Native American Rights
Reserved Rights Doctrine
Another crucial factor in the interpretation of Native American treaties is what is known as the reserved rights doctrine, which holds that any rights that are not specifically addressed in a treaty are reserved to the tribe. In other words, treaties outline the specific rights that the tribes gave up, not those that they retained. The courts have consistently interpreted treaties in this fashion, beginning with United States v. Winans, 198 U.S. 371, 25 S. Ct. 662, 49 L. Ed. 1089 (1905), in which the U.S. Supreme Court ruled that a treaty is "not a grant of rights to the Indians, but a grant of rights from them." Any right not explicitly extinguished by a treaty or a federal statute is considered to be "reserved" to the tribe. Even when a tribe is officially "terminated" by Congress, it retains any and all rights that are not specifically mentioned in the termination statute.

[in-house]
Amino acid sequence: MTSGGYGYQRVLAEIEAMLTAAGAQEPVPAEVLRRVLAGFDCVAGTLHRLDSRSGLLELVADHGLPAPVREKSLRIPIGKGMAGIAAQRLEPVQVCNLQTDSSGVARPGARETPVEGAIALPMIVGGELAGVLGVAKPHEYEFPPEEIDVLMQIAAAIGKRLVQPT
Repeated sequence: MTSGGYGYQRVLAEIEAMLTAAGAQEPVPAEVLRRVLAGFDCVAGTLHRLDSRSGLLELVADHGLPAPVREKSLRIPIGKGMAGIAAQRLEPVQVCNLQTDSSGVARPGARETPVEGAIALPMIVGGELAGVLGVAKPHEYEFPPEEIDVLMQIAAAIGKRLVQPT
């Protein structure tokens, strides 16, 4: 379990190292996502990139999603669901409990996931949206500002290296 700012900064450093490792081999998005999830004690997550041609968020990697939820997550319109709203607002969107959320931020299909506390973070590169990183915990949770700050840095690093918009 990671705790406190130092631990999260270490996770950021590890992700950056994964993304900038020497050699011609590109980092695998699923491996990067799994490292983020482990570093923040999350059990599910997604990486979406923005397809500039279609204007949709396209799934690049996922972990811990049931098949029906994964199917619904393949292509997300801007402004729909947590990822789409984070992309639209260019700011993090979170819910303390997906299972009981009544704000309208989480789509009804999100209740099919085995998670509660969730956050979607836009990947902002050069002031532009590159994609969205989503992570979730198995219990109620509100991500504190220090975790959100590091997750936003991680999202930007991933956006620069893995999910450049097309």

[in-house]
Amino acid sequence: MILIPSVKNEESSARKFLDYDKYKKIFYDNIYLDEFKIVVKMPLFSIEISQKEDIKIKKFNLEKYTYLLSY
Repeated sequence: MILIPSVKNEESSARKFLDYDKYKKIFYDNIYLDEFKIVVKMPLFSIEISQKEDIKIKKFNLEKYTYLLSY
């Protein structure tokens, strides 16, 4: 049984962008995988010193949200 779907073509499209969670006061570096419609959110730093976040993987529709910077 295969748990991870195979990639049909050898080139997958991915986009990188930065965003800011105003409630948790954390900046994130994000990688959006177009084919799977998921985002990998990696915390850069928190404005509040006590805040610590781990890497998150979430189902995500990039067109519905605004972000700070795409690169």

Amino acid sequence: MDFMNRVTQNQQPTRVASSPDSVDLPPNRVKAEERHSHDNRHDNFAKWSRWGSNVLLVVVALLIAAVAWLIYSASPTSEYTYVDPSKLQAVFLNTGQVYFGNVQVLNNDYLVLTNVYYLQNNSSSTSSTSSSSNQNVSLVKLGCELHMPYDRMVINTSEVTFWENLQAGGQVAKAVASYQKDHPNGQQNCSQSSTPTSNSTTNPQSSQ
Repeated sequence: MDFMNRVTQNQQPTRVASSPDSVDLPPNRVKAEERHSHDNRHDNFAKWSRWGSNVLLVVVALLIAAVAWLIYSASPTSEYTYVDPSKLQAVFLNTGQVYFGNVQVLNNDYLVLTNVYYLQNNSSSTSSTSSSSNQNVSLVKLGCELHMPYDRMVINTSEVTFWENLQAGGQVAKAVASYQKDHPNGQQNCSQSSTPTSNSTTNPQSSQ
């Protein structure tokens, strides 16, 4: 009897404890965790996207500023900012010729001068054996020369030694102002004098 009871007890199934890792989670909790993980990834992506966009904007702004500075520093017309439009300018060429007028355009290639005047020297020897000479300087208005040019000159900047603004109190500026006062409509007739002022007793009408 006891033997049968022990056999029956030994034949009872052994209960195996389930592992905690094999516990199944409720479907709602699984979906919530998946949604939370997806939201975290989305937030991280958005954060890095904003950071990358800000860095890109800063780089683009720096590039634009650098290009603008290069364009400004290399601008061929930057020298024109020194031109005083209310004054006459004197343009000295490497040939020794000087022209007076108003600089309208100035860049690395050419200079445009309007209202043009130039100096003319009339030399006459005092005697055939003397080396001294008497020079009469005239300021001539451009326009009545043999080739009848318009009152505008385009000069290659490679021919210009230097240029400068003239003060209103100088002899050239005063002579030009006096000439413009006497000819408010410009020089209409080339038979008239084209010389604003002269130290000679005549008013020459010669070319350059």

- Native American Rights - Federal Power Over Native American Rights
- Native American Rights - Treaty Rights
- Other Free Encyclopedias
Law Library - American Law and Legal InformationFree Legal Encyclopedia: National Environmental Policy Act of (1969) to NoticeNative American Rights - Tribal Sovereignty, Treaty Rights, Reserved Rights Doctrine, Federal Power Over Native American Rights, Hunting And Fishing Rights